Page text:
A data shadow is the collective body of data that is automatically generated and recorded as we go about our lives rather than intentionally created. Sources include sensors and IP surveillance, metadata from communciations and security and authentication mechanisms, among other possibilities. Shadow, in this context, means to follow: Our data shadow follows us.
Surveillance-related data is a particular driver for storage capacity requirements. This data is often recorded and stored long-term, providing a persistent record of activities online and in the physical world. The data presents a privacy concern for individuals and a burden on IT shoulders as it pushes storage demands and potentially exposes sensitive data.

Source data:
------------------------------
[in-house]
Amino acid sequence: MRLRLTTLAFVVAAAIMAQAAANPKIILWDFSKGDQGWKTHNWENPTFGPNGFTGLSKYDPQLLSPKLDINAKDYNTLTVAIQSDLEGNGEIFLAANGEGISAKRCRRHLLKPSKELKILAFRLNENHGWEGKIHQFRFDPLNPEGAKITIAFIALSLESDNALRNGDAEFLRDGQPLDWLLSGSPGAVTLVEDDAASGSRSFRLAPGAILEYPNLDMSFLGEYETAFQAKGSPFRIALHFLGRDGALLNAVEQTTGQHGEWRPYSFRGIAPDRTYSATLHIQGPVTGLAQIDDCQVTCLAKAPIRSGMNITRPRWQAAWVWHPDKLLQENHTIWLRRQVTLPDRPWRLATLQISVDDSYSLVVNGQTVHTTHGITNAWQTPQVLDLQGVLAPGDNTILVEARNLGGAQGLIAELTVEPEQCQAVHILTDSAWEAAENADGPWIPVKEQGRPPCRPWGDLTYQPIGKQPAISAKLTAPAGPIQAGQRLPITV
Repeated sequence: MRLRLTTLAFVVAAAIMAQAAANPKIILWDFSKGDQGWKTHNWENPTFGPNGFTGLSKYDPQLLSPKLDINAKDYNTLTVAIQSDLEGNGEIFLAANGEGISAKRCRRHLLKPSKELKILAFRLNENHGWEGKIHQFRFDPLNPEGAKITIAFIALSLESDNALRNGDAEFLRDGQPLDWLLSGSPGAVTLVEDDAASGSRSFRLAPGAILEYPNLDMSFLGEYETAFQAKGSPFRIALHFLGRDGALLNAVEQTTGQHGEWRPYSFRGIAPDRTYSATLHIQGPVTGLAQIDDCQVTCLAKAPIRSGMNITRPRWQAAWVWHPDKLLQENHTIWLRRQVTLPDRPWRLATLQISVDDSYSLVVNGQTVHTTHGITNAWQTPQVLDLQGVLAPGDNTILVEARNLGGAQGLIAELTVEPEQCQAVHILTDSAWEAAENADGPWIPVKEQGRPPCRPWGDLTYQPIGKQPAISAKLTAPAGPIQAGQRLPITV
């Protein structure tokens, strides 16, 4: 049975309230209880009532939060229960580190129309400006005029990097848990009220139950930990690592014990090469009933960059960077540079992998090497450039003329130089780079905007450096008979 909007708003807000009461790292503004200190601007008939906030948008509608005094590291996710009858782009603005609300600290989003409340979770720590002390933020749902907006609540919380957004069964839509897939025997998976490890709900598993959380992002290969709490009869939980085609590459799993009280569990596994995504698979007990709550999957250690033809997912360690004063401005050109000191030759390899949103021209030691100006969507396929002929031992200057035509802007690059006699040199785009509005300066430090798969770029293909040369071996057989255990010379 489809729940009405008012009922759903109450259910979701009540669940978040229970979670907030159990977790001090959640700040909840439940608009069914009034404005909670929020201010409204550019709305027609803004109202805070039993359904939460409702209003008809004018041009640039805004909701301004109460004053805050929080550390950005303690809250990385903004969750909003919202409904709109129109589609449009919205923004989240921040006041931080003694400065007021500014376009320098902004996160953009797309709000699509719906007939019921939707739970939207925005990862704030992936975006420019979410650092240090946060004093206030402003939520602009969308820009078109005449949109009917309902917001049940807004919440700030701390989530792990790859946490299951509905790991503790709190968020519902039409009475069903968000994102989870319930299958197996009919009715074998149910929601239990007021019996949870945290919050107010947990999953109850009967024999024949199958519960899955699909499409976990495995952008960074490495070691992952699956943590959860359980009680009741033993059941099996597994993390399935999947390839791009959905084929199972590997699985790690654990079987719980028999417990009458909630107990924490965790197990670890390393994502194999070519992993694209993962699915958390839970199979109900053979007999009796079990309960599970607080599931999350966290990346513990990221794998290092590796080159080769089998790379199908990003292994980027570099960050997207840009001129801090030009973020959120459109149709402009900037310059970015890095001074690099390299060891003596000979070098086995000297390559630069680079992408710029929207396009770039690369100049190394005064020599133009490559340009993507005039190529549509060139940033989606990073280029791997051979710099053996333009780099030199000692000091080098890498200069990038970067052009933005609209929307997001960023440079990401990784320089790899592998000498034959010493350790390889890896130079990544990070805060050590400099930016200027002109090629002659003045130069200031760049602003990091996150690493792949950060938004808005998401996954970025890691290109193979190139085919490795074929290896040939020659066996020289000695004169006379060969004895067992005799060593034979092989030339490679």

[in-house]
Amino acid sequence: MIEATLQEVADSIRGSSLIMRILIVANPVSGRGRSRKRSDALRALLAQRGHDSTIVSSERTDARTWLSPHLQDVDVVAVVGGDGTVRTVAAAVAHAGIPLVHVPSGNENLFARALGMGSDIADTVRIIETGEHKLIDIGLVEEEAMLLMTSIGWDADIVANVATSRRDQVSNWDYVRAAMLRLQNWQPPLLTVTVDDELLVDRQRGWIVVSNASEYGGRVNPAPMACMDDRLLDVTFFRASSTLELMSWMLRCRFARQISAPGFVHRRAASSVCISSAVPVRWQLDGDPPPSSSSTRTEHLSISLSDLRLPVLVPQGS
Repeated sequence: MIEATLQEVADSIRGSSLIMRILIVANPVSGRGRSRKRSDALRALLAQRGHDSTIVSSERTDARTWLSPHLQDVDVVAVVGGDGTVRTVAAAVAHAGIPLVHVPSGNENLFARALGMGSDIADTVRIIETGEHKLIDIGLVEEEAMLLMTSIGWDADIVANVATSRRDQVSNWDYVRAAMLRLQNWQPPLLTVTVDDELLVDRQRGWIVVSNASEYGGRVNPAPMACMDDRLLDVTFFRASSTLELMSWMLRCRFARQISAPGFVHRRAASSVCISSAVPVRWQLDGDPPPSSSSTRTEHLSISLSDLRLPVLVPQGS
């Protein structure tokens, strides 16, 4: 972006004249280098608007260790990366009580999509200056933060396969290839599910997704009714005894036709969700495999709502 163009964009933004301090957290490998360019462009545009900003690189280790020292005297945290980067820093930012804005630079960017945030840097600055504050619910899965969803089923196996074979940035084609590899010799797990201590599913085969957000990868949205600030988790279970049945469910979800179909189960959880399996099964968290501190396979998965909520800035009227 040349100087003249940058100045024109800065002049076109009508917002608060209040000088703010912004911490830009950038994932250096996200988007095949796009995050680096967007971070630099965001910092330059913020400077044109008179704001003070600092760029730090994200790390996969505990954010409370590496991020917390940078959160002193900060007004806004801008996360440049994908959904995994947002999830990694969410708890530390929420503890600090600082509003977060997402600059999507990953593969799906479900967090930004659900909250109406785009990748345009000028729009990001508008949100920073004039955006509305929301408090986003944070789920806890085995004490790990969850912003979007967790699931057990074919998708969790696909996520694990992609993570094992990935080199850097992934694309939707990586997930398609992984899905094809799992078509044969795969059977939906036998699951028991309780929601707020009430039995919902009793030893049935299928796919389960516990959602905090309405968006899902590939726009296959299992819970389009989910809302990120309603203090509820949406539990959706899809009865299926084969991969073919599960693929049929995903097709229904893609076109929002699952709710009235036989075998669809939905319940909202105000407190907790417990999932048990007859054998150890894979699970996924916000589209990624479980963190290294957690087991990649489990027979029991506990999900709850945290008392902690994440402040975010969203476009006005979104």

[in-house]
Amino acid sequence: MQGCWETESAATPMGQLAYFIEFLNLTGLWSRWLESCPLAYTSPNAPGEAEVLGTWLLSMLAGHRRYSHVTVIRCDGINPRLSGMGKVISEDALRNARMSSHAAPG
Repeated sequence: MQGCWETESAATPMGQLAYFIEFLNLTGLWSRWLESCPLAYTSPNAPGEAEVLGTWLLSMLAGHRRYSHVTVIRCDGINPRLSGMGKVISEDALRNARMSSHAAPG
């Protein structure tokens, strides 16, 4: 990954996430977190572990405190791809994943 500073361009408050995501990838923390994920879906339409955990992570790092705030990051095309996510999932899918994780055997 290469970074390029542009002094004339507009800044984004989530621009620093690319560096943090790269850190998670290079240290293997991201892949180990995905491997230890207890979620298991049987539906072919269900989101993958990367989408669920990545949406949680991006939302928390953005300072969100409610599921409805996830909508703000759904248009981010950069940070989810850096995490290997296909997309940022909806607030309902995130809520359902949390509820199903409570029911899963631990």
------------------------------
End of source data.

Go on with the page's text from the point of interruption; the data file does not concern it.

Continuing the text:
Individuals are recorded on higher resolution video for significant portions of their days in many places. The number of these data files and their size are expected to increase as the number of devices, their resolution and other data detail increases. This massive volume of data calls for consideration into privacy policies, data ownership, retention and disposal. Administrators that are not adequately aware of the problem or keeping up on policy stand to be found responsible for leaks, should data be retained that should have been disposed of or, alternately, responsible for compliance failure should data be found missing that should have been saved.